Peruse magazine shelves, libraries and bookstores for outdoor living ideas, and you will find most publications dedicated to landscaping ignore people who live in condos, townhouses or single-family bungalows at arm’s length from their neighbors.
I live in Shirlington, where my “yard” is smaller than the average flower bed in Great Falls. Whenever I speak to landscaping experts, I ask, "What about us?" You know, those who enjoy the concept of landscaping, despite being land deprived. I'm talking about people like those who live in the Rosslyn-Ballston corridor, where outdoor spaces are measured in square feet, not acres.
“Containers,” said Kimberly Lacy, host of HGTV’s "Curb Appeal: The Block."
Lacy, who was recently in the Washington area for the Capital Home and Garden Show, grew up in Prince George’s County, Md., lived in the district and was part of HGTV’s "Designed to Sell" decorating team. She’s familiar with urban dwellers with little lawns.
“Container pots are what urban gardening truly is,” she said. “In containers, you can grow an herb garden, you can grow annuals, and you can grow shrubs. Containers are the best way to go for the urban gardener. You can plant anything in a container pot. They decorate a space and transform a space.”
Even if you live in a 12th-floor loft, Lacy said, you can create beautiful outdoor spaces with containers. “Say you have a patio or small balcony but it just has walls encasing you. You can put container pots along a wall. You can plant trees and vines and create this outdoor oasis.”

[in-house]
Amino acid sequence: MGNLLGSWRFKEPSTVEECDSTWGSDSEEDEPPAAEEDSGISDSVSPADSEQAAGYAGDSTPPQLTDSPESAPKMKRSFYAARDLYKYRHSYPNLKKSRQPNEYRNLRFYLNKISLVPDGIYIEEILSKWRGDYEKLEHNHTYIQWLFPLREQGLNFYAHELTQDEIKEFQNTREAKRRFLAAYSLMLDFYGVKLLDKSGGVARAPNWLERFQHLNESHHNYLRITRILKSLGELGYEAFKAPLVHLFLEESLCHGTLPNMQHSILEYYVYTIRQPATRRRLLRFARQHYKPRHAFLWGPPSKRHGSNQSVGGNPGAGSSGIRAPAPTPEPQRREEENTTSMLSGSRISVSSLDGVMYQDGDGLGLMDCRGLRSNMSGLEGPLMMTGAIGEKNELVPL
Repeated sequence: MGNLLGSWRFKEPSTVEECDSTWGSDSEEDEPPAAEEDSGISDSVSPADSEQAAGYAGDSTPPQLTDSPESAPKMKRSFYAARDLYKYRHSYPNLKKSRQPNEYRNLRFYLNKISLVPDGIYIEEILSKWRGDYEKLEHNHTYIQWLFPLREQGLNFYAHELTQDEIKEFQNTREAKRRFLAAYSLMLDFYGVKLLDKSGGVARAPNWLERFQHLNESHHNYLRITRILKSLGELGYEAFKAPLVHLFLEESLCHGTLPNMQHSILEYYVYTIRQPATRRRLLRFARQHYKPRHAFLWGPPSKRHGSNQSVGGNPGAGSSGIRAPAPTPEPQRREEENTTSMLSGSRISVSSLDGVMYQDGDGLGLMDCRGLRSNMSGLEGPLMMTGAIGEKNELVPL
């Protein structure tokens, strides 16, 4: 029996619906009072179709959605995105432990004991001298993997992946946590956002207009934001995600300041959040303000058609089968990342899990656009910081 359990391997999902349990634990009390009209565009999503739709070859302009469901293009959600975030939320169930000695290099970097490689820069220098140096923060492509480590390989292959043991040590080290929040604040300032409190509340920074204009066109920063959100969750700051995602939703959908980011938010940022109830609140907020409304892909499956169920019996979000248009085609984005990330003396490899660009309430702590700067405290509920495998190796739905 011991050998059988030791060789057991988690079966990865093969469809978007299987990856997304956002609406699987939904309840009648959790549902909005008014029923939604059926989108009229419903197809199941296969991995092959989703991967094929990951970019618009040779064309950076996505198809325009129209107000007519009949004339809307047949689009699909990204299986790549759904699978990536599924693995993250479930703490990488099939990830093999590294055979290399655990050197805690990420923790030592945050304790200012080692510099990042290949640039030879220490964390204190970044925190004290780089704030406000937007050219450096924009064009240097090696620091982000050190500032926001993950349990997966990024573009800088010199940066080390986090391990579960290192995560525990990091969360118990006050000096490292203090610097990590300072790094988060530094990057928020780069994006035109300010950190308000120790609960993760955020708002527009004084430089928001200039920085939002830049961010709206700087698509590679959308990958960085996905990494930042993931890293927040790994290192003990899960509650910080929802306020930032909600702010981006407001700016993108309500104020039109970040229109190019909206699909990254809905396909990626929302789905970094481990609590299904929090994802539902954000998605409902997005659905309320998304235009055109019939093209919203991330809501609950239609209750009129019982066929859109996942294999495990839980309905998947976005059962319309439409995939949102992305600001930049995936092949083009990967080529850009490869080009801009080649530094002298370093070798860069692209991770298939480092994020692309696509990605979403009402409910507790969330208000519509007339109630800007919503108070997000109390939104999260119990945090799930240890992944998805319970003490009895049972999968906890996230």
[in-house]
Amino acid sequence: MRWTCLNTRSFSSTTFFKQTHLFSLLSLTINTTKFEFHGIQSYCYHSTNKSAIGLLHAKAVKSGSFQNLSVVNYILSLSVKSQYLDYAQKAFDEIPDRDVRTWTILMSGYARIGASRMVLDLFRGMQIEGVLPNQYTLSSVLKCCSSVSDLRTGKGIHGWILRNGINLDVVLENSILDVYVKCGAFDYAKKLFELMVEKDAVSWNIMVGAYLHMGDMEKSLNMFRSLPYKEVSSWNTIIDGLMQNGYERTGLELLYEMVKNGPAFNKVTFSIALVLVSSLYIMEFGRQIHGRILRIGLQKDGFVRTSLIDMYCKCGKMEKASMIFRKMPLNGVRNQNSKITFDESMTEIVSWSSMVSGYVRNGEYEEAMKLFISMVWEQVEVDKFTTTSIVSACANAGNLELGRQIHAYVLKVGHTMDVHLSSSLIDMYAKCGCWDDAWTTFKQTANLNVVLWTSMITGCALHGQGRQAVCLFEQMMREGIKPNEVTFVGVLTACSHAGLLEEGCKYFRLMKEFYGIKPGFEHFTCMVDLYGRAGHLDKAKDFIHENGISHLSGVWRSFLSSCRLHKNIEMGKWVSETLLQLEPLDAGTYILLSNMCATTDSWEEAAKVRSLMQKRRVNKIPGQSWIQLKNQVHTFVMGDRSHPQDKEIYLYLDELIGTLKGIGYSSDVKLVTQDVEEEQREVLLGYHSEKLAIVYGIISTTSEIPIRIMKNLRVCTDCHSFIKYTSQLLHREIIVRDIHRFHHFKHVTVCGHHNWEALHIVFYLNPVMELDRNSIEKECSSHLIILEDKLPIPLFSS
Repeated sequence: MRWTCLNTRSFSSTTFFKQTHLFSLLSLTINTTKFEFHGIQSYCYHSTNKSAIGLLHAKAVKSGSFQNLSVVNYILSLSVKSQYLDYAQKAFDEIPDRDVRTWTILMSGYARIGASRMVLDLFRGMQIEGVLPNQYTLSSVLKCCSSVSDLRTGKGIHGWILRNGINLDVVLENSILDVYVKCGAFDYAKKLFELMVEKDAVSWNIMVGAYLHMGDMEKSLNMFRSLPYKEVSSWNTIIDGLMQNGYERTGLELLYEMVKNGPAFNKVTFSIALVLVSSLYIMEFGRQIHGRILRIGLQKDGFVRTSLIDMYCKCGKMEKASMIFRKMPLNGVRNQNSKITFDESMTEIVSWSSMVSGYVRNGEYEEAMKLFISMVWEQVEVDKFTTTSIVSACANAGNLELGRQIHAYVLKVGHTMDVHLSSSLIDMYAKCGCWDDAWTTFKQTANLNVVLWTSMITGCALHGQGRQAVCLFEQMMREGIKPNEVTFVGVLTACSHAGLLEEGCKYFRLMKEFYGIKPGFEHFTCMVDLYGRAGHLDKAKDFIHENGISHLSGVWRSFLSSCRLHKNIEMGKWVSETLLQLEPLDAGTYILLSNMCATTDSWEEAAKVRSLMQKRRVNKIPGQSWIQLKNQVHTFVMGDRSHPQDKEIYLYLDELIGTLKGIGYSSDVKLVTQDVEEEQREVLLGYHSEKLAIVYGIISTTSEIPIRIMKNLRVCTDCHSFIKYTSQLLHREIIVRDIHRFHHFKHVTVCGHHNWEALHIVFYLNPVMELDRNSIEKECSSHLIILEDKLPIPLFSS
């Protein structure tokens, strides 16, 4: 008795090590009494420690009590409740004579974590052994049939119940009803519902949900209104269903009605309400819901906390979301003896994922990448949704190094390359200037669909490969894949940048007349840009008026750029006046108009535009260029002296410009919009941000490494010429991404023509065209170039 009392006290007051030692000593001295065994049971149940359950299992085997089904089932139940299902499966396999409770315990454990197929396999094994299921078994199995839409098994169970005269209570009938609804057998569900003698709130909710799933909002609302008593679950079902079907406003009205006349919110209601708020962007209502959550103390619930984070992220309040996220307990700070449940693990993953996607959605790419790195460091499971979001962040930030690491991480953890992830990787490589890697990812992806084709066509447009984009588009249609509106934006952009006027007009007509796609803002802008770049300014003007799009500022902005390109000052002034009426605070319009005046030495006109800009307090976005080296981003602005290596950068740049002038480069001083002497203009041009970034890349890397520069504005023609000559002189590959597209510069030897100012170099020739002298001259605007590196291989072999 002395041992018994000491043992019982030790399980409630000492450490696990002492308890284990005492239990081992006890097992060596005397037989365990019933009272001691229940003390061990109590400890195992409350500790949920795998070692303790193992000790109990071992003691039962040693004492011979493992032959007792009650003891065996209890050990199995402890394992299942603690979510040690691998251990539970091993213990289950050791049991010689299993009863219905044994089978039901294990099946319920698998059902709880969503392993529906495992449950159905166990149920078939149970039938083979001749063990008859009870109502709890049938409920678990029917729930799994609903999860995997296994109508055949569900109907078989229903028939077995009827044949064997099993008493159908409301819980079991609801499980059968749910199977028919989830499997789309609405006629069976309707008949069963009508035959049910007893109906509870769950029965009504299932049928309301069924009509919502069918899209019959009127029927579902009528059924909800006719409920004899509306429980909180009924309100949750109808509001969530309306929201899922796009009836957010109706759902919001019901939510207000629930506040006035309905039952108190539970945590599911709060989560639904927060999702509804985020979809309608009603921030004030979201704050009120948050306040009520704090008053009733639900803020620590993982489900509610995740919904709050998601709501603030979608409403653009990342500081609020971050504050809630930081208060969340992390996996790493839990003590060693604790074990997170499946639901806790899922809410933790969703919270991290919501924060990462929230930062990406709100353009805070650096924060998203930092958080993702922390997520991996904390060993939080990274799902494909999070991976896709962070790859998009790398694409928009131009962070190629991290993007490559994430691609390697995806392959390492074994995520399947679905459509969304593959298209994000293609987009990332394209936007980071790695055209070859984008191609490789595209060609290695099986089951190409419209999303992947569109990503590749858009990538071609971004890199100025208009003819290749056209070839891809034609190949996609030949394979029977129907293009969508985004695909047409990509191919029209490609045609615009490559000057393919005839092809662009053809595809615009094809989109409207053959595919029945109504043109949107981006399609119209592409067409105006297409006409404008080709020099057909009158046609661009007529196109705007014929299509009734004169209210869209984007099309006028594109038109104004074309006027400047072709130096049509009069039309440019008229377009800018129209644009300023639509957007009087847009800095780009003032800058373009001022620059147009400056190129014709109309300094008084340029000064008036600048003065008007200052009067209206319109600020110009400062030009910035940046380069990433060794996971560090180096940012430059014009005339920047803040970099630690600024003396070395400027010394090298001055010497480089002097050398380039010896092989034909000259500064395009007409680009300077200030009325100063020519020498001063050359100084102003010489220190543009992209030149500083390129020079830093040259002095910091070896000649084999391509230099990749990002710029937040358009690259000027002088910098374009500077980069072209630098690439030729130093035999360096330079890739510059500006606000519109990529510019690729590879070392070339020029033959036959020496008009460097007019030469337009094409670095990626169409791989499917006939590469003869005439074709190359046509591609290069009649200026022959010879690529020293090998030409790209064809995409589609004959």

Lacy likes terra cotta pots because they are inexpensive and easy to paint. “I’ve painted them to match the color of trim on a house,” she said. She also suggests using wicker baskets filled with landscaping plastic.
"You can use almost anything as a container," Lacy said. "I’ve seen people use toilets."
Use ground cover instead of grass for small lawns. Lacy’s favorite is mondo grass, a soft, carpet-like ground cover that is easy to grow and less invasive than ivy. “Ivy just takes over,” Lacy said. “It can grow into your neighbor’s yard. Mondo grass is fun. Mondo is not going to grow any higher than two to four inches, depending on what type you get.”
When it comes to which flowers to choose, Lacy recommends following the lead of your local nursery: "They are usually going to sell plants that grow well in your particular zone. Annuals are inexpensive. Perennials require a little extra maintenance but can return stronger and fuller the next year."
Cecilia Palmer, a designer with Shade Tree Farm near Manassas, likes to combine different plant textures and colors to create interest in a courtyard. “Low-growing ornamental grass, mondo grass, pairs nicely with a lighter, feathery textured grass,” she said.
Palmer suggests adding interest to greenery with accents, like Fairy Berries, small glowing lights that illuminate off and on. “I found them on the Internet and I was looking for something interesting to add to the garden that was different,” she said.
Even water features, like the pottery and stone fountains at Springdale Water Gardens near Greenville, Va., can be added to small outdoor spaces. When grouped together, these water features create a stunning zen-like scape.